News, notes and observations from Sunday’s 119-111 win over Utah…….
- The Russell Westbrook-Deron Williams matchup was the highlight of the game. And you could tell it would be good from the opening minutes. Both players went at each other from the start and wouldn’t give the other an inch. Westbrook tried to back down Williams on multiple possessions early and it didn’t really lead to his own offense, but it generated some buckets when he found players off cuts. Westbrook was much more effective with his scoring when he attacked hard on drives to the basket.
- Then coach Scott Brooks played spoiler and put Thabo Sefolosha on Williams midway through the second quarter and ruined all the fun. Westbrook and Williams still stole the show, though, even while they weren’t guarding each other. Then Sefolosha picked up his fourth foul with 9:37 left in the third and it was on again.
- Aside from the entertainment of the individual matchup, Westbrook controlled the game beautifully against Utah. He made nice passes, hit rhythmic pull-ups and played solid defense, although most of it came when he switched onto Wes Matthews. This was one of the best performances I’ve ever seen out of Westbrook. If you took the names off the back of the jerseys and didn’t know anything about the Thunder, tonight you would have thought Westbrook was the franchise player and Kevin Durant was the sidekick. That’s how good Westbrook was. And with the Thunder running more and more of the offense through him, we could begin to see Durant become less of the main option as the season winds to an end. There will be plenty of sets that are run specifically for Durant, but Westbrook is starting to look extremely comfortable taking charge and running the show. That can only be a good thing for the Thunder, especially if Durant continues to develop the ability to consistently take over games down the stretch.
- To my last point, Westbrook had 30 points and 11 assists and Durant had a game-high 35 points. Those numbers illustrate how Durant still can get his even if he’s not the focal point of the offense.
- Durant settled for jumpers early on C.J. Miles and missed his first three attempts. Then he made his next three and caught him with the rip move and before you knew it led all scorer’s with 11 points after one quarter and had 20 at the half.
- The hands-down play of the game came with 4:24 remaining when Durant found Jeff Green for an uncontested dunk plus the foul that stretched the lead to 13. Starting from the left win, Durant spun left on Miles, crossed over Carlos Boozer and worked back right across the lane to draw the help side defense, then found Green all by his lonesome. When they talk about the things a 6-foot-10 guy isn’t supposed to do, rewind and look at how he created that bucket.
- The Thunder started the third quarter12-for-12 from the field. OKC didn’t miss until Kyle Weaver missed a 3-pointer with 2:18 remaining in the period. The Thunder finished the period 14 of 17 from the field.
- OKC shot a season-high 60.3 percent from the field. Good thing, too, because the Jazz drained 11 of 19 3-pointers and shot 50.6 percent on their end. This was not one of the better played defensive games on the Thunder’s part.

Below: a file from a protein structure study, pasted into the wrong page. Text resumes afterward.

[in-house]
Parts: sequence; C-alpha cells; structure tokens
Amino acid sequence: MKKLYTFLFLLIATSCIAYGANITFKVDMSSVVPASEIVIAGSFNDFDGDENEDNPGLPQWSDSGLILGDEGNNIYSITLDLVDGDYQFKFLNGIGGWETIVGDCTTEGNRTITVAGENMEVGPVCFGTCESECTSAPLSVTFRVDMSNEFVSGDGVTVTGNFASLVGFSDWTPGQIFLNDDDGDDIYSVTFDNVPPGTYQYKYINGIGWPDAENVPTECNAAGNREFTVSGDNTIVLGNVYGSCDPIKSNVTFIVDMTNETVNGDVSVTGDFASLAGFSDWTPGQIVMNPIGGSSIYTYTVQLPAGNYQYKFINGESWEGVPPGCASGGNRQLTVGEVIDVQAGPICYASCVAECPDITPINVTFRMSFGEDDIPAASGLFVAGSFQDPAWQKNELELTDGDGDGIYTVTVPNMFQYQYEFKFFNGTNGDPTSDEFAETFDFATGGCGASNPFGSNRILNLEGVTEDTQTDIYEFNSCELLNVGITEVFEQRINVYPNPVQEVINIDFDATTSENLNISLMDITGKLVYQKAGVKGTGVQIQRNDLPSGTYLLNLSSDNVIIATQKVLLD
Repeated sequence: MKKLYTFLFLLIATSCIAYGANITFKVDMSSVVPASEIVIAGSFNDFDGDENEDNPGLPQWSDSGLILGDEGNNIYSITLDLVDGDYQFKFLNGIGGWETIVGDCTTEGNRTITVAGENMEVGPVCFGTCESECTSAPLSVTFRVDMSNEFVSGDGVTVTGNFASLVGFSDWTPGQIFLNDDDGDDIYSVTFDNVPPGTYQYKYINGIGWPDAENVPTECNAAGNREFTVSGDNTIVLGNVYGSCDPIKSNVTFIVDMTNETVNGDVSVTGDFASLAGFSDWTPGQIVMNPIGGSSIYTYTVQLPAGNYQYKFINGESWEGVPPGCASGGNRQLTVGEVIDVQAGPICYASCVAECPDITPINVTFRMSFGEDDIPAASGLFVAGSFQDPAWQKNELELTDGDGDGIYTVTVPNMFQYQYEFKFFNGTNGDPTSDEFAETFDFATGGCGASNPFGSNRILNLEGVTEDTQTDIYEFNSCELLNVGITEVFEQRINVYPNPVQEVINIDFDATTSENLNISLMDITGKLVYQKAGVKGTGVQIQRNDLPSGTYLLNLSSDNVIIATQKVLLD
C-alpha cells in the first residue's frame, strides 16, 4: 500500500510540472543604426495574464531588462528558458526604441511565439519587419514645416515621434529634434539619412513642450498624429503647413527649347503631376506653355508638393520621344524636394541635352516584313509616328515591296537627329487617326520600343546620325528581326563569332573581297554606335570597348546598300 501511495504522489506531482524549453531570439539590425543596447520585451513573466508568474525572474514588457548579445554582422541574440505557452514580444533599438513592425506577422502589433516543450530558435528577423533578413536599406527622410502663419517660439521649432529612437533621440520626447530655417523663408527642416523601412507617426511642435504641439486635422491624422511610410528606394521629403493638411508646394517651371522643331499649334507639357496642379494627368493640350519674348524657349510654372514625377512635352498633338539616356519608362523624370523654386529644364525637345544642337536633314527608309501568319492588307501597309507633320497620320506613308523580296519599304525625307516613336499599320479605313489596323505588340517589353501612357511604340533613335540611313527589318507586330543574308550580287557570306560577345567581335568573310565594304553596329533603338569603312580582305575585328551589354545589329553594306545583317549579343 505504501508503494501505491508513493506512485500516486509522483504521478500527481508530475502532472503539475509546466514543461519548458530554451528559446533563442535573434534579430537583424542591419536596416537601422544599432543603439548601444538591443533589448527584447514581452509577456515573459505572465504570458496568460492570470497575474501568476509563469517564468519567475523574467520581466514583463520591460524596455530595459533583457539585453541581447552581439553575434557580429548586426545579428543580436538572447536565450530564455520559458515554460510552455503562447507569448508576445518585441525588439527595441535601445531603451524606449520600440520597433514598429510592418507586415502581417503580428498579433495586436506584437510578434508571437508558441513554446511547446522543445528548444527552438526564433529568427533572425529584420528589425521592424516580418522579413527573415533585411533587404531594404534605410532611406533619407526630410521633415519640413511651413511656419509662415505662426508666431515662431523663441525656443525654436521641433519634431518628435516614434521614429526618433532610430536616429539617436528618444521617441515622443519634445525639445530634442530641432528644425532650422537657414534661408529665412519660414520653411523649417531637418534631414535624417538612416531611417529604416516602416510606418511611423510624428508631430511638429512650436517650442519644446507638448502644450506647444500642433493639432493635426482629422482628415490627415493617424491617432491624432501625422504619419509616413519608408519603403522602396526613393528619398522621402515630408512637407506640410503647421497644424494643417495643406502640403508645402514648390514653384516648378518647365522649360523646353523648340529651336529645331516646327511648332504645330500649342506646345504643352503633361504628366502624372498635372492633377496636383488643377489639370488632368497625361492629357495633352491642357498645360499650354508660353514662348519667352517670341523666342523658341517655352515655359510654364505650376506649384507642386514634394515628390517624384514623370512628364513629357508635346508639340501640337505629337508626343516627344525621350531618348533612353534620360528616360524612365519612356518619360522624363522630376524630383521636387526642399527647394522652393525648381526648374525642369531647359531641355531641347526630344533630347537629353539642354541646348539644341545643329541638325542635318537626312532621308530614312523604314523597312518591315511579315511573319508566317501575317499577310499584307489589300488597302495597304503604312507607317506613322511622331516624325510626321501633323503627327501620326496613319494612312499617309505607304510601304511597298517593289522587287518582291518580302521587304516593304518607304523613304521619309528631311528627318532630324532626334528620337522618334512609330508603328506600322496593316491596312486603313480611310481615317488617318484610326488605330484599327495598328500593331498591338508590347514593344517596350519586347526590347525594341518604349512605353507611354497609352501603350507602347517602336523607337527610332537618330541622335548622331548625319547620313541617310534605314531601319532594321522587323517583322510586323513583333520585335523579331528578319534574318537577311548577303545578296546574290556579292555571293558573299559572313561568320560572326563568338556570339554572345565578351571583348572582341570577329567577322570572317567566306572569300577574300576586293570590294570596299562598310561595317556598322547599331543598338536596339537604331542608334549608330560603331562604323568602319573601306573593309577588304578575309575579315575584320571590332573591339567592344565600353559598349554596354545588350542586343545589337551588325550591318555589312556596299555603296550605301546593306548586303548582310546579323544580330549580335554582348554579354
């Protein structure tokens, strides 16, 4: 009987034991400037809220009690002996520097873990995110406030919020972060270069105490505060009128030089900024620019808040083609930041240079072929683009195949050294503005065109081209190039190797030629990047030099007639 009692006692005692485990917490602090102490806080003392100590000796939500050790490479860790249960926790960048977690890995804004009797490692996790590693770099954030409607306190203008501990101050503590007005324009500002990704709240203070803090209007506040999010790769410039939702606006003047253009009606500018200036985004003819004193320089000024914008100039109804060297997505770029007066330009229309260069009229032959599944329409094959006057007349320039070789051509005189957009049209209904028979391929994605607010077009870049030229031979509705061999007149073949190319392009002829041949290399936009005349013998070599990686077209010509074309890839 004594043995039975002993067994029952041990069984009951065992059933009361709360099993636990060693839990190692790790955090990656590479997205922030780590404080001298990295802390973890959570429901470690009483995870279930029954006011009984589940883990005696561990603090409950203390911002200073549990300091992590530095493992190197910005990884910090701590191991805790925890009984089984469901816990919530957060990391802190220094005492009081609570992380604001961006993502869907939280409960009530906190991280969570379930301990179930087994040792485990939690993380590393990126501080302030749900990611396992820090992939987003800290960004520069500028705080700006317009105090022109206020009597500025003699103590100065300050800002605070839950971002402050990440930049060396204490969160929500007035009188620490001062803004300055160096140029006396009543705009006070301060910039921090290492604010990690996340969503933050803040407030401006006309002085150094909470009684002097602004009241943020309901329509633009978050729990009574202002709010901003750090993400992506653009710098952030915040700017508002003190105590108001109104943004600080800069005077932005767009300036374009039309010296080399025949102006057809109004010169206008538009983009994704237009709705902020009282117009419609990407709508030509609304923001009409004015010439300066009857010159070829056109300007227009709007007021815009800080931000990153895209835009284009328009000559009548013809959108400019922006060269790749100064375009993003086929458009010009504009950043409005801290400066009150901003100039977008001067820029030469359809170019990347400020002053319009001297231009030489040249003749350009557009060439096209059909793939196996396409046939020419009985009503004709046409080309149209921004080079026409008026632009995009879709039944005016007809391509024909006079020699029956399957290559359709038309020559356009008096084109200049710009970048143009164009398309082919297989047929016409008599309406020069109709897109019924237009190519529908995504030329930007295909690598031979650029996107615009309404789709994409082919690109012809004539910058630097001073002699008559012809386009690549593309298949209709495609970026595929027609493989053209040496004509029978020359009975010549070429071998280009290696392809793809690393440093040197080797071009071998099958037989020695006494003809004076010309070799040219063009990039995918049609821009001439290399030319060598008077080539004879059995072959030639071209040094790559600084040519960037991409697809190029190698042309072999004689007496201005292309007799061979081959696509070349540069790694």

- With the win, the Thunder clinched the tiebreaker over the Jazz after taking a 3-0 series lead. Keep an eye on that in case Utah stumbles and OKC keeps streaking. Although the Jazz wouldn’t have to stumble very far. Tonight’s win pulled the Thunder within a half game of Utah for the fourth seed and home court advantage in the first round.
- Make that five straight wins for the Thunder. One peak at the schedule suggests OKC has a very good chance to at least tie its season-high nine-game streak. Up next, at Charlotte, at Toronto, at Indiana and back home against a battered San Antonio squad. Things can get really interesting in the next week.
- In his postgame press conference, Brooks, for what seems like the first time, actually acknowledged how good his team is: “We’re a good team. I don’t know how good we will end up this season…I would say we’re a good team. We want to be one of the better teams in the league but it’s going to take time.”
- 20th sellout of the season for the Thunder tonight. I’m told there are a good amount of tickets left for the four-game homestand that follows the three-game road trip. Get on board, people!
- Kyrylo Fesenko wasn’t very successful dunking the basketball tonight. He missed his first attempt and had his second one blocked by Weaver before converting his third one. Later, Nick Collison prevented an easy dunk with a nice play on the ball but was whistled for the foul. And when Fesenko goes to the line, it ain’t pretty. Dude was 2-for-8 from the stripe and all six of his misses were atrocious.
- Serge Ibaka looks like he’s learning to keep his hands off the rim. Collison threw up a shot early in the fourth quarter and Ibaka jumped high above the rim but restrained himself and didn’t touch it. Good to see he is learning.
- Ibaka’s three blocked shots weren’t bad either.
- I would have loved to see how the Thunder would have fared against the Jazz with Andrei Kirilenko, Mehmet Okur and Ronnie Price healthy and in the lineup. Kirilenk0 can change the game for Utah on the defensive end, Okur spaces the court on the offensive end and makes teams rotations become much tighter and Price would have kept a D-Leaguer off the floor.
- This could be the 4-5 seed matchup, and it would be a very good one. I’m starting to wonder if the Thunder’s 3-0 record against the Jazz this season, however, has some Thunder fans overconfident about OKC’s chances in a playoff series. Maybe I’m the one who’s delusional. Golden State swept Dallas in 2006-07 and then beat them in the first round. So it’s possible we could have a similar situation on our hands.